31 May 2002 The €1.4 billion takeover of Denmark’s Navision by software giant Microsoft has cleared a major hurdle after the European Commission (EC) said that it would not investigate – let alone block – the deal.
Accountancy software specialist Sage had called on the European Union’s (EU) competition authorities to stop the merger, arguing that it would give Microsoft a dominant position in the European market for software for small and medium-size businesses.
EU competition spokeswoman Amelia Torres said that the EC would not examine the proposed takeover in detail because it was small. This is because annual sales of Navision software are less than €250 million. However, Navision does control 57% of the Danish market.
For the EU to step in, the combined worldwide sales of the two companies must be at least €5 billion per year and their respective sales within the EU must be at least EU250 million annually. Navision posted half-year sales of 849 million Danish kroner (€114.3m).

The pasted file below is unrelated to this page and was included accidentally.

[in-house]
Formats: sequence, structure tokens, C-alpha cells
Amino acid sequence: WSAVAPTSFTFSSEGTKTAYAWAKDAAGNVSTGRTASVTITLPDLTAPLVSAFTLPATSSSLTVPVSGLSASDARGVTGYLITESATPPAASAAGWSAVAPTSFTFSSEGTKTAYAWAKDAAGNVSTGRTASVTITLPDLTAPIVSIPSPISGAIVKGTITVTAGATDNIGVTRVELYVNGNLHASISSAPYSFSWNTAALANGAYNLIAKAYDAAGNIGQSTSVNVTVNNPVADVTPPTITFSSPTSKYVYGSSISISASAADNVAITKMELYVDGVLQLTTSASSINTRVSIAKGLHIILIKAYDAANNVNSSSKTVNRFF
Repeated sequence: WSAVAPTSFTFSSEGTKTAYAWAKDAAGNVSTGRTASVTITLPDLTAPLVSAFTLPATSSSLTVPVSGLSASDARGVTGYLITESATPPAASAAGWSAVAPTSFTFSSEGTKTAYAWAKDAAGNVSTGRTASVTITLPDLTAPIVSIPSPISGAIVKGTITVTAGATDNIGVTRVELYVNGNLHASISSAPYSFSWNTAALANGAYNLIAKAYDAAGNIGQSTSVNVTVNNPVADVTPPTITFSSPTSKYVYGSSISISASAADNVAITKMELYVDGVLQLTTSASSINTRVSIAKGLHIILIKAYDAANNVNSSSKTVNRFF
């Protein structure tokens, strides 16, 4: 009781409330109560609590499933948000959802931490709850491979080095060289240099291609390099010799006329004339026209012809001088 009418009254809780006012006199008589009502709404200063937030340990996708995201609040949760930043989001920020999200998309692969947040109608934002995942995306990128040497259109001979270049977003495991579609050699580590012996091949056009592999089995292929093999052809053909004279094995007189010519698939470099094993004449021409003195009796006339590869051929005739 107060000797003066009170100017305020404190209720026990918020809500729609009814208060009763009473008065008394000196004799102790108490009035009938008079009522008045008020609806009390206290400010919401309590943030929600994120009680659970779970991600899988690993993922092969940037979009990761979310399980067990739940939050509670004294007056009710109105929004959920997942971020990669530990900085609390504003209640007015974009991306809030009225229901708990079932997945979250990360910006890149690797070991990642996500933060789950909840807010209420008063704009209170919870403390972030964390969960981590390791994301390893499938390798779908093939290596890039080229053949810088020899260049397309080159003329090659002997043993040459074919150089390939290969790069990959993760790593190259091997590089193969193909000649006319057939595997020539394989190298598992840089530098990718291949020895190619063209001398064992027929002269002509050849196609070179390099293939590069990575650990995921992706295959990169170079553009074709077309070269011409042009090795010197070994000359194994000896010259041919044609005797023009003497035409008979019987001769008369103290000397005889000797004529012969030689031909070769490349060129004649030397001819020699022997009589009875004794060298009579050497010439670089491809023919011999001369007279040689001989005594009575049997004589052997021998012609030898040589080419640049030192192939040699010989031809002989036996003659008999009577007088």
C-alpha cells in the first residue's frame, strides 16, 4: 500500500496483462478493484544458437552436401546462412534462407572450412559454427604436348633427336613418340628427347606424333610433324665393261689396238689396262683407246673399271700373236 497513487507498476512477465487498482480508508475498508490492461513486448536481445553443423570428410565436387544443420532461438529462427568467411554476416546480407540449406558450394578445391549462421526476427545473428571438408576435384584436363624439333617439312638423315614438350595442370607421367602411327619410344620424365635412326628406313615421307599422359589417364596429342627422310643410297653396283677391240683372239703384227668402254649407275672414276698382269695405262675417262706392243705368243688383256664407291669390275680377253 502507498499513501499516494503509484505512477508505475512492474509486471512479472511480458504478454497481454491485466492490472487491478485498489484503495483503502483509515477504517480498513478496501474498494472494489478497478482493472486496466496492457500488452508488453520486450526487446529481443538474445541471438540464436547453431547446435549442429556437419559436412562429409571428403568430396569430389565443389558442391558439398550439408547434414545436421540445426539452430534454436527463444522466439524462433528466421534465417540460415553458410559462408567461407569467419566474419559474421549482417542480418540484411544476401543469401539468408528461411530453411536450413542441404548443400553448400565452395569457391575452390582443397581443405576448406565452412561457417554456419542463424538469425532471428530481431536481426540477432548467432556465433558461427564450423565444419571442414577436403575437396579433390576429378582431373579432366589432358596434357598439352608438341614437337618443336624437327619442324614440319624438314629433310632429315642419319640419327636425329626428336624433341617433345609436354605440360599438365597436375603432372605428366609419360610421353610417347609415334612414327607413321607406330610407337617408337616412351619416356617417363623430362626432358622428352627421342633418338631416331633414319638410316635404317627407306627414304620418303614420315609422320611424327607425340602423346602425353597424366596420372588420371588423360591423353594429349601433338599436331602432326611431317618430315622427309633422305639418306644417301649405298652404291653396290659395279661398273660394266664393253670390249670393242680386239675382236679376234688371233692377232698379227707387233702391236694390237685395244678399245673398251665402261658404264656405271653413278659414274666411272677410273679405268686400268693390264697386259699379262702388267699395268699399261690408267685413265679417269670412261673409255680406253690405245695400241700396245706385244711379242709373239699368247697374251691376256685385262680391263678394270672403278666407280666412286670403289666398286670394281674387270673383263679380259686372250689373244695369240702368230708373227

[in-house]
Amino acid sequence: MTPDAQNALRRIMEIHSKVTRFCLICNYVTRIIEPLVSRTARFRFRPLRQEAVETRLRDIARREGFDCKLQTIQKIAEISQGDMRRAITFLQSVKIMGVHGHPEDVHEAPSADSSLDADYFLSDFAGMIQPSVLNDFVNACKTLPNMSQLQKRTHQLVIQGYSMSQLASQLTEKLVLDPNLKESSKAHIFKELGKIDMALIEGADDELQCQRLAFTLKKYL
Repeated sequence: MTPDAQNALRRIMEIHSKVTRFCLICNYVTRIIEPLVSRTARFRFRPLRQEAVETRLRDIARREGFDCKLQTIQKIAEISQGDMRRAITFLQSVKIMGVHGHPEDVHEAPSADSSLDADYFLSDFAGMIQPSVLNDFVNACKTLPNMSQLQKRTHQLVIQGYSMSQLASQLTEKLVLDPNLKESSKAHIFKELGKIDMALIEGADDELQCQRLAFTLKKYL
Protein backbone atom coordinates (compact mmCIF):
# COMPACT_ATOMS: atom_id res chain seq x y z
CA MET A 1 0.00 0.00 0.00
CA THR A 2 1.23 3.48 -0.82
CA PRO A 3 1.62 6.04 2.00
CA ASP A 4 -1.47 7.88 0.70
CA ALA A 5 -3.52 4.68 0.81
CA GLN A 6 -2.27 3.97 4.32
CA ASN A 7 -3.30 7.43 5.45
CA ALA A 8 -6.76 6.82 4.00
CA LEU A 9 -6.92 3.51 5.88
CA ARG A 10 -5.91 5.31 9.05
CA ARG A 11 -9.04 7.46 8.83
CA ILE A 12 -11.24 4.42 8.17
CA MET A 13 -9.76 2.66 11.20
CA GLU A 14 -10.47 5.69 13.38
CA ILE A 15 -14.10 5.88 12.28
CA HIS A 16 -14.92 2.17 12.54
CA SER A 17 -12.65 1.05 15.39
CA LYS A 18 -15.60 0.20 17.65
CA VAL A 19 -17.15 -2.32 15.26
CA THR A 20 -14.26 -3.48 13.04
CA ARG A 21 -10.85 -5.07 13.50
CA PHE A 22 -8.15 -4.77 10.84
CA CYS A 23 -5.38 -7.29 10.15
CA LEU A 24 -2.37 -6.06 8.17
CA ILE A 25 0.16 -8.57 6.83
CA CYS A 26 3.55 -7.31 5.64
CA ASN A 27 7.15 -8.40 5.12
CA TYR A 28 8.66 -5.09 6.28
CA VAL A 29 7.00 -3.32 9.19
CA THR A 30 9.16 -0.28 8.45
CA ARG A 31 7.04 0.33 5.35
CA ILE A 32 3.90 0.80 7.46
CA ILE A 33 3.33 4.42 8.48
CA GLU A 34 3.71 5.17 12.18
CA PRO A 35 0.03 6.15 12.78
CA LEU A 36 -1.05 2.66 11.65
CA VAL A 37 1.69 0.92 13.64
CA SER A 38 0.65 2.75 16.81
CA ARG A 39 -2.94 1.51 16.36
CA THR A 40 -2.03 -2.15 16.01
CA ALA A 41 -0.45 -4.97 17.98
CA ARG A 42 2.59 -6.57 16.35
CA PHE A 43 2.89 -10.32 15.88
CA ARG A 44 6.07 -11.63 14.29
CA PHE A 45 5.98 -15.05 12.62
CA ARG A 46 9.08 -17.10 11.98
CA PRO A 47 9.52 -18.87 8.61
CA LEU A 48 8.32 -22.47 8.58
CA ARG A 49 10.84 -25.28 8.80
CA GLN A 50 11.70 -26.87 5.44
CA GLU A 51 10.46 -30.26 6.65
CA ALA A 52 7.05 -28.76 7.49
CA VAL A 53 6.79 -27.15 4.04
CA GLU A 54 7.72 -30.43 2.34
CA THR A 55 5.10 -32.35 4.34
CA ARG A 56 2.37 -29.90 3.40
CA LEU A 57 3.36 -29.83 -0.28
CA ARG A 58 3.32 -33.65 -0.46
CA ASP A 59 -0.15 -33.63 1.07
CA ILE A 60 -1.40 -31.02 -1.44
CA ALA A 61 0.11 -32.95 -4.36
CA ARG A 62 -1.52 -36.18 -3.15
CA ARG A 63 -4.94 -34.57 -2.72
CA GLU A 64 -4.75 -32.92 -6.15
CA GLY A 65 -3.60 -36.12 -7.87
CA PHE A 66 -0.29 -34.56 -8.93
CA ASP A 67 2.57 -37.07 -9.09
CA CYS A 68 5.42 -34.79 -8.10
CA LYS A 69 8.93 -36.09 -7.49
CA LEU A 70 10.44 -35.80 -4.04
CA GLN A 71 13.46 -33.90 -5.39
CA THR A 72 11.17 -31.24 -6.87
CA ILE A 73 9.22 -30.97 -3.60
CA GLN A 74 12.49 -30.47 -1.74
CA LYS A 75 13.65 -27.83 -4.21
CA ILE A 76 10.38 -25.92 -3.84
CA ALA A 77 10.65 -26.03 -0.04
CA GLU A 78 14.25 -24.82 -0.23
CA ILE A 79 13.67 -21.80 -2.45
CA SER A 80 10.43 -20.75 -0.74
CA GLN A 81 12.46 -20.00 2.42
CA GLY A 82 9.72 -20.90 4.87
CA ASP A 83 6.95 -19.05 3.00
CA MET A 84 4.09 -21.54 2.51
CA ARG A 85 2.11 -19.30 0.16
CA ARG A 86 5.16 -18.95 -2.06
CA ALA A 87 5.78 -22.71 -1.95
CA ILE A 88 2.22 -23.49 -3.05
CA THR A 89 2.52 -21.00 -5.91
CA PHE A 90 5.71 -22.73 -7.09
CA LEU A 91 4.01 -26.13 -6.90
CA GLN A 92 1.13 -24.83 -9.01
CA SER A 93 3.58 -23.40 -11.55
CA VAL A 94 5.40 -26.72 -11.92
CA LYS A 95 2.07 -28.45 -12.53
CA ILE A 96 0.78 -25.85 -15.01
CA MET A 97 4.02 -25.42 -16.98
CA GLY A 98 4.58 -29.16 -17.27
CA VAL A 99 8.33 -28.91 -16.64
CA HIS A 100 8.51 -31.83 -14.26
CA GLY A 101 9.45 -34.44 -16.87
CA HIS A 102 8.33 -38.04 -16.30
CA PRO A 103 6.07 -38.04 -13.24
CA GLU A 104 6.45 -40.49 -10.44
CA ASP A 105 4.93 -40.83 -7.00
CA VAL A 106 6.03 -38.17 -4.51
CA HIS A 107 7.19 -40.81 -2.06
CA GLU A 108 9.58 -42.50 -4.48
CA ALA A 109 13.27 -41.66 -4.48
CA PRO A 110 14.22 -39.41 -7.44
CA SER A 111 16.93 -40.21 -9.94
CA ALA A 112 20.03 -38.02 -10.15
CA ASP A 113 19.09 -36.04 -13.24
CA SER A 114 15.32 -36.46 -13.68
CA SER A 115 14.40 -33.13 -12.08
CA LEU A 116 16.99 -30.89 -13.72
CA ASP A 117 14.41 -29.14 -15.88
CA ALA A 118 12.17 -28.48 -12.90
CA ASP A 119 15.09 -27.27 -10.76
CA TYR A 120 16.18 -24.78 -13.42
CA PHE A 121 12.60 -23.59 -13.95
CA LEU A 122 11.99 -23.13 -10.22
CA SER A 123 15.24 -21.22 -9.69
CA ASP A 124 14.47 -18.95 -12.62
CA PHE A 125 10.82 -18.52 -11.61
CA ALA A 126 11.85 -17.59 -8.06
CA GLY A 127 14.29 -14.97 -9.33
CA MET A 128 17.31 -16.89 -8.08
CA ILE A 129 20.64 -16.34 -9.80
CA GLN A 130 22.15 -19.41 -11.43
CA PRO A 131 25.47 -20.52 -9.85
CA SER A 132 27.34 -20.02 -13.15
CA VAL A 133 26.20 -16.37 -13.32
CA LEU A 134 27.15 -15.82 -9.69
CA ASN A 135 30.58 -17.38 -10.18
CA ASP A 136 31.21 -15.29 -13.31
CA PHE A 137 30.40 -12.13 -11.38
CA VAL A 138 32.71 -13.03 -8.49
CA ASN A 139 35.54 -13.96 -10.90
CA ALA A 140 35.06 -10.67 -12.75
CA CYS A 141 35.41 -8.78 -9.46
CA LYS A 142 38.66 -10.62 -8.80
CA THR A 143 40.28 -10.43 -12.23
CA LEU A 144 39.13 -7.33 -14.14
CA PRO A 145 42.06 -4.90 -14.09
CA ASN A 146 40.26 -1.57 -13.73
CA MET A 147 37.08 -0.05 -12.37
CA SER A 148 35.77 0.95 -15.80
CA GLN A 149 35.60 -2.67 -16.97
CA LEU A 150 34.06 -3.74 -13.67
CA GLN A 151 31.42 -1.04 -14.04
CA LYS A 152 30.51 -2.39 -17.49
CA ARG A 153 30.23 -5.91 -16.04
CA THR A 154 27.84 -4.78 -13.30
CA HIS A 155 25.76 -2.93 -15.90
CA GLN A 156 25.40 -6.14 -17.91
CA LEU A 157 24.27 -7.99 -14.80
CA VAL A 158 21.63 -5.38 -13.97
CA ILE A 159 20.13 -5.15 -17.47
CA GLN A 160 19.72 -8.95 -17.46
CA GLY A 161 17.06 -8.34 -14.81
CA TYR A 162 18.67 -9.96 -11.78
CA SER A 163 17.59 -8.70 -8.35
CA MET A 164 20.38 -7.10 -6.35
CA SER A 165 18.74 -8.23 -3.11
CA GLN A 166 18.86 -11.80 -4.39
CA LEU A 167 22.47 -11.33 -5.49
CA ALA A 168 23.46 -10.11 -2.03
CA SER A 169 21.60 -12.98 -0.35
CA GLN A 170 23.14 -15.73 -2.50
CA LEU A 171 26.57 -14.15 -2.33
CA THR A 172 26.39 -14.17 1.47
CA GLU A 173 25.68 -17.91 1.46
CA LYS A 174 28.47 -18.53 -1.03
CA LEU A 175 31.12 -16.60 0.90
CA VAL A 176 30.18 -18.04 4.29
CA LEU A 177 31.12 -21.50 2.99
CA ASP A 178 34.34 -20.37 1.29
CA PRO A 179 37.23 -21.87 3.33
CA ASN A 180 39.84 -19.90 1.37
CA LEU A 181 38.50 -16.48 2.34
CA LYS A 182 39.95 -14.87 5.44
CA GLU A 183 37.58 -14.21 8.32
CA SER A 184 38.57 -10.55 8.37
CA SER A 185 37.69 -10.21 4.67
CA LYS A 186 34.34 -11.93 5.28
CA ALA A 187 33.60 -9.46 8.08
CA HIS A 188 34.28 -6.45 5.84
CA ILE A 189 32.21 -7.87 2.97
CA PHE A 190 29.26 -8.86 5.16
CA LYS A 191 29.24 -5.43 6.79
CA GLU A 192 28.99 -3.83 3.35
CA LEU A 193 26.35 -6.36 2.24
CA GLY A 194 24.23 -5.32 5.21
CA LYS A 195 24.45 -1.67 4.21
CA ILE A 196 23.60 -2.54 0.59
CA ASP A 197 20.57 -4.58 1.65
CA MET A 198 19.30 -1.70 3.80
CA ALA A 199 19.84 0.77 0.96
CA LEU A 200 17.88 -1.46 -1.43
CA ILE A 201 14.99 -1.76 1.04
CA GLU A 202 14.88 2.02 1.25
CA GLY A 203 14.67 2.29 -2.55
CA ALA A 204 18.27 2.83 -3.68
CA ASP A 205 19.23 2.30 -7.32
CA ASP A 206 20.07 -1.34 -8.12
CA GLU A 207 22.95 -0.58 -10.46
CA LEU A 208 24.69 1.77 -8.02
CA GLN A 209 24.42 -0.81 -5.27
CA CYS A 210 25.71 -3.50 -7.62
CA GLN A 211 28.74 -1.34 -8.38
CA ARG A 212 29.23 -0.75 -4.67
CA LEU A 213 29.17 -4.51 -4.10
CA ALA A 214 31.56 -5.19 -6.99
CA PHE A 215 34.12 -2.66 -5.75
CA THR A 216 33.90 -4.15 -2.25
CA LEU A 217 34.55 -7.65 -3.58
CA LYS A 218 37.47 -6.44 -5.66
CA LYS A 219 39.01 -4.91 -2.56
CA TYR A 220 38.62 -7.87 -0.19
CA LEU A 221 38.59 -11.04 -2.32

However, the competition authorities of EU member countries can still investigate the deal. Newcastle, England-based Sage initially insisted that it was going to have the takeover referred to the antitrust authorities of Denmark, France, Germany and Britain.
But following the rebuff, Sage admitted that its anti-Microsoft case might be weak – one analyst even described it as “completely pathetic”.
Sage calls on EU to stop Microsoft’s Navision buy (28 May 2002)
Meeting with EU approval (April 2002)
All mergers between large companies that have operations in the EU must be approved by Brussels. But the EC’s role as judge and jury has lawyers calling for reform.